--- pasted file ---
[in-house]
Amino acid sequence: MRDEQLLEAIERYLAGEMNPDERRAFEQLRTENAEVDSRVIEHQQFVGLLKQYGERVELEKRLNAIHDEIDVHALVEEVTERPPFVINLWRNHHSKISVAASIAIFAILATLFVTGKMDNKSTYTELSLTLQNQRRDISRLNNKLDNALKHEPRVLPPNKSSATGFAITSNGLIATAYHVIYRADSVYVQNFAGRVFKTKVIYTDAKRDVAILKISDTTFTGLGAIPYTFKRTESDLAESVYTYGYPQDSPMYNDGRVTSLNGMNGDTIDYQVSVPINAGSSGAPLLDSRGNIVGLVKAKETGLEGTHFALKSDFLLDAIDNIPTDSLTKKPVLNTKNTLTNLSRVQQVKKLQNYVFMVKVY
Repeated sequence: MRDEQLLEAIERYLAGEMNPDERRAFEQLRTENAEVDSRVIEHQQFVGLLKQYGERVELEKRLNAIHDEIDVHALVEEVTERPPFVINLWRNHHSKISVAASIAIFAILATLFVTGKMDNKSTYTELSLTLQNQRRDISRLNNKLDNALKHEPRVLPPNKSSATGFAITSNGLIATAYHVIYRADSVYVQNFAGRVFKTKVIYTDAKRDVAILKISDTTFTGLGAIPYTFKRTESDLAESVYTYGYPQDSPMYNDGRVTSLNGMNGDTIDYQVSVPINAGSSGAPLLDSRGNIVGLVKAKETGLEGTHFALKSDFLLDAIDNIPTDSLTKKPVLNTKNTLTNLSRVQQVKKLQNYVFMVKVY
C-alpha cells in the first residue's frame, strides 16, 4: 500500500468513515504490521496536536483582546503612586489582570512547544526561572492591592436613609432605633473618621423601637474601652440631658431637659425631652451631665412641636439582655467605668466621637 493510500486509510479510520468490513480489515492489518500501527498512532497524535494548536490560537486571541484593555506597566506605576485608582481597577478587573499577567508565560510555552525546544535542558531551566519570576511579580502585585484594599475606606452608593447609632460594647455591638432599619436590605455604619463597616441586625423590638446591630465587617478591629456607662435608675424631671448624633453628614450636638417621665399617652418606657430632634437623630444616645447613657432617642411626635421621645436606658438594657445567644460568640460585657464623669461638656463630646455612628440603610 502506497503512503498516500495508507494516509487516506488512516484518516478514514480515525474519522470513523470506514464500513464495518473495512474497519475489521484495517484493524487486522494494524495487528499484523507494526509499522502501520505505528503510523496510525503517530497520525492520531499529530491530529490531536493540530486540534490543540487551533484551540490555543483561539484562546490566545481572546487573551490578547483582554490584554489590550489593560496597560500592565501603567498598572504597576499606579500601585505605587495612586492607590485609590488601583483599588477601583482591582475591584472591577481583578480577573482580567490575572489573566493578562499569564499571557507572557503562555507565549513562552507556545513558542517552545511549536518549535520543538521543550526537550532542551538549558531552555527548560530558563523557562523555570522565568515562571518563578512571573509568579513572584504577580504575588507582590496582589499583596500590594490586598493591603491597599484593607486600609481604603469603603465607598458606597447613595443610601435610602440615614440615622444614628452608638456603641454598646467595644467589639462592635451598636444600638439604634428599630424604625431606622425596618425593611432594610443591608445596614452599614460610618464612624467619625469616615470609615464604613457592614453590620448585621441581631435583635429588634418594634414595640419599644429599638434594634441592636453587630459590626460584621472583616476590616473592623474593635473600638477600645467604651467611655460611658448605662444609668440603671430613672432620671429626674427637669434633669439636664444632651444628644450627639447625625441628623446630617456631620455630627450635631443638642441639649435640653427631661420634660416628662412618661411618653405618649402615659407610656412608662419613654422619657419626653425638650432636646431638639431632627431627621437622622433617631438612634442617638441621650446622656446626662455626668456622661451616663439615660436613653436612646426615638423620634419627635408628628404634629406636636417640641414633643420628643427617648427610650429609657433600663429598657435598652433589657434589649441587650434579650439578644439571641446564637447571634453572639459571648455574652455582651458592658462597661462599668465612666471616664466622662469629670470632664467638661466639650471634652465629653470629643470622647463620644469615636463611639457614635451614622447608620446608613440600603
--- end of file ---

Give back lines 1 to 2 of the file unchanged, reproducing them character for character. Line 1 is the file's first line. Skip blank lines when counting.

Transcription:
[in-house]
Amino acid sequence: MRDEQLLEAIERYLAGEMNPDERRAFEQLRTENAEVDSRVIEHQQFVGLLKQYGERVELEKRLNAIHDEIDVHALVEEVTERPPFVINLWRNHHSKISVAASIAIFAILATLFVTGKMDNKSTYTELSLTLQNQRRDISRLNNKLDNALKHEPRVLPPNKSSATGFAITSNGLIATAYHVIYRADSVYVQNFAGRVFKTKVIYTDAKRDVAILKISDTTFTGLGAIPYTFKRTESDLAESVYTYGYPQDSPMYNDGRVTSLNGMNGDTIDYQVSVPINAGSSGAPLLDSRGNIVGLVKAKETGLEGTHFALKSDFLLDAIDNIPTDSLTKKPVLNTKNTLTNLSRVQQVKKLQNYVFMVKVY